Voting by Mail? Avoid These Common Pitfalls to Ensure Your Vote Counts

Tami Abdollah

Tami Abdollah was dot.LA's senior technology reporter. She was previously a national security and cybersecurity reporter for The Associated Press in Washington, D.C. She's been a reporter for the AP in Los Angeles, the Los Angeles Times and for L.A.'s NPR affiliate KPCC. Abdollah spent nearly a year in Iraq as a U.S. government contractor. A native Angeleno, she's traveled the world on $5 a day, taught trad climbing safety classes and is an avid mountaineer. Follow her on Twitter.

Voting by Mail? Avoid These Common Pitfalls to Ensure Your Vote Counts

Mail-in voting in Los Angeles County is a low-tech election experience that requires you to hunt down a blue or black pen. But it isn't without its pitfalls.

In L.A. County, roughly 17,743 vote-by-mail ballots for the March 2020 primary were rejected — equating to roughly 1.5% of all ballots mailed in, according to a recent report by the California Voter Foundation analyzing data from the Secretary of State.

"While vote-by-mail balloting has advantages, especially during a pandemic, it also shifts the responsibility for correctly casting a ballot from poll workers to voters," the report found.

The foundation found that young voters, those between the ages of 18 and 24, were the smallest voting group to vote by mail but the largest group to have their ballots rejected, according to an examination of 2018 data from three Northern California counties.

And, due to the pandemic, the 2020 presidential election is the first time in California history that voters in all counties will receive a mail-in ballot.

So, with all the ways things can go wrong and three weeks left until the election, dot.LA pulled together advice from voting experts on some ways to make sure they go right.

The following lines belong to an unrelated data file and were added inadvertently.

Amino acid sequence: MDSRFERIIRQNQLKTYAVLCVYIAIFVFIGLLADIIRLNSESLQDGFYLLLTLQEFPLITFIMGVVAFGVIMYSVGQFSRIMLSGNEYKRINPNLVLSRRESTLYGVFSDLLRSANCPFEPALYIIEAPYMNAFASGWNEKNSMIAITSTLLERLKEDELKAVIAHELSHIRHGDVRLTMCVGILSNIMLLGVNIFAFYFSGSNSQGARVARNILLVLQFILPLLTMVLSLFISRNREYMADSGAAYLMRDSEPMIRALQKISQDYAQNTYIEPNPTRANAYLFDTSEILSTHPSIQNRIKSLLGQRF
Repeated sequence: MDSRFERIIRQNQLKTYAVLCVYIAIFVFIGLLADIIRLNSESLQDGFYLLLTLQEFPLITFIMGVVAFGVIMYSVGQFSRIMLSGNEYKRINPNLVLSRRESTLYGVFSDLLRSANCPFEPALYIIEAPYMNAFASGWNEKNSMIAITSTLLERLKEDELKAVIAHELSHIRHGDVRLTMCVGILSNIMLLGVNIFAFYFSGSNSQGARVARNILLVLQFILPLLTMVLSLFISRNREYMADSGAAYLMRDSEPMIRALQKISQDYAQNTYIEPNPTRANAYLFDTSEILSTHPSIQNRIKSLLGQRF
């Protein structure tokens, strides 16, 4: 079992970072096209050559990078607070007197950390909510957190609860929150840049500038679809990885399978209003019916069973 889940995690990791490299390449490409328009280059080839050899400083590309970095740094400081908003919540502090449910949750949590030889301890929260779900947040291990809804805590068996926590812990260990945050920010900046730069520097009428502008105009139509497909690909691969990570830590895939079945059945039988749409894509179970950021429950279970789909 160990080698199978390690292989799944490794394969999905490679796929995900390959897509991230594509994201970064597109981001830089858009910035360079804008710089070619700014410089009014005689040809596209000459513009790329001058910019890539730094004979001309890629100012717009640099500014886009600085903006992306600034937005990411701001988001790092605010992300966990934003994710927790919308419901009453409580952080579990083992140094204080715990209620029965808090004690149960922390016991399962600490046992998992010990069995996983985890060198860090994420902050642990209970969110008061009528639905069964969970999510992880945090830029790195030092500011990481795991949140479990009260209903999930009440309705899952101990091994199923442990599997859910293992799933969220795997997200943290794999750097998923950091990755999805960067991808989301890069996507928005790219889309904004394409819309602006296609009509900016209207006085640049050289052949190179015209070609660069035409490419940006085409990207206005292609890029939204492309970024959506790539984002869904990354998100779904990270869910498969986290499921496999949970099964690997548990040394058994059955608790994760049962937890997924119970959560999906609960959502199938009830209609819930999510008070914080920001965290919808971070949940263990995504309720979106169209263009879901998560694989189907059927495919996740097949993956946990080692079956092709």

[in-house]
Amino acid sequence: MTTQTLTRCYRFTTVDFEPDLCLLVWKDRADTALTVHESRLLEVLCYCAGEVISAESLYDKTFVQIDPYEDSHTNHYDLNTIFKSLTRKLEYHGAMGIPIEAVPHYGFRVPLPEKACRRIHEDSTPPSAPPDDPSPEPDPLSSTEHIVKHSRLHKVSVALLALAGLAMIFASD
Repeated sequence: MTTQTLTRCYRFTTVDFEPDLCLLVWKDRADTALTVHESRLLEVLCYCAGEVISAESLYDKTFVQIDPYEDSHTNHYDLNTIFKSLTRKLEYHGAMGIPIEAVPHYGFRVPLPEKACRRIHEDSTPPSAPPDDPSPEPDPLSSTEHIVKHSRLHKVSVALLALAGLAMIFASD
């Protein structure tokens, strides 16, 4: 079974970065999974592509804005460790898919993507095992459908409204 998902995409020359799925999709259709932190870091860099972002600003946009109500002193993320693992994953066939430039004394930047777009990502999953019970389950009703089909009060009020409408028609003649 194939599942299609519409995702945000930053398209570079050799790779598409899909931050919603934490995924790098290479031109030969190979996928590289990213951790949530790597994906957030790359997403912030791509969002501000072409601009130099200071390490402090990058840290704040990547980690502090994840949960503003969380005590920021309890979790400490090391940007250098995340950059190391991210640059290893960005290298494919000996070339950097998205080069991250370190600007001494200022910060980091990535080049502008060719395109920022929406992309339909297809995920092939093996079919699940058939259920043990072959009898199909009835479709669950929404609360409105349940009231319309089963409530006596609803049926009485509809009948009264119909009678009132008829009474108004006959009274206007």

Make sure you sign the ballot envelope: The signature needs to match the one you provided when you first registered to vote.In March, 2,756 ballots without a voter signature while 267 ballots had signatures that didn't match the one on record. If you registered to vote through the DMV then you can look at your driver's license signature to refresh your memory. If your signature on file doesn't match what you send in, election officials will notify you by mail and ask you to complete and return a signature verification statement. If you forgot to sign your ballot, officials will contact you for an unsigned ballot statement.

Sign up to track your ballot: If there is any problem with your ballot, this should help you to know about it faster. You can sign up here.

Make sure to put your ballot in the return envelope that you've signed before mailing it: It sounds like a given, but 458 mail-in ballots mailed in to election officials had no ballots in the envelope in March. Also, make sure you put only one ballot in an envelope, 70 were rejected for having multiple ballots returned in the same envelope.

Mail your ballot no later than Election Day: It must be postmarked by Election Day to count and be received by election officials no more than 17 days after the election. In March 2020, 13,198 ballots in L.A. County were rejected for not being received on time, by far the largest reason ballots sent in by mail were rejected.

If you make a mistake, read this column: I learned this the hard way, so you don't have to.

Kim Alexander, president of the nonprofit, nonpartisan foundation, noted that even if you do make an error on your ballot or use a pink-colored pen or a pencil, election workers spend a good amount of time duplicating ballots by hand if the machine can't read it because you spilled coffee on it, it's torn or you use a light colored pen instead of a dark blue or black one.

One last note, for voters worried about the reliability of the U.S. Postal Service amid ongoing financial issues. You can drop off your ballot at more than 400 secure ballot drop boxes throughout L.A. County, just make sure it's an official box by looking it up here. Mail-in ballots can also be dropped off at any voting center in the county.

The Voting Way - CVF 2020 Election Song -

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Genies Wants To Help Creators Build ‘Avatar Ecosystems’

Christian Hetrick

Christian Hetrick is dot.LA's Entertainment Tech Reporter. He was formerly a business reporter for the Philadelphia Inquirer and reported on New Jersey politics for the Observer and the Press of Atlantic City.

Genies Wants To Help Creators Build ‘Avatar Ecosystems’

When avatar startup Genies raised $150 million in April, the company released an unusual message to the public: “Farewell.”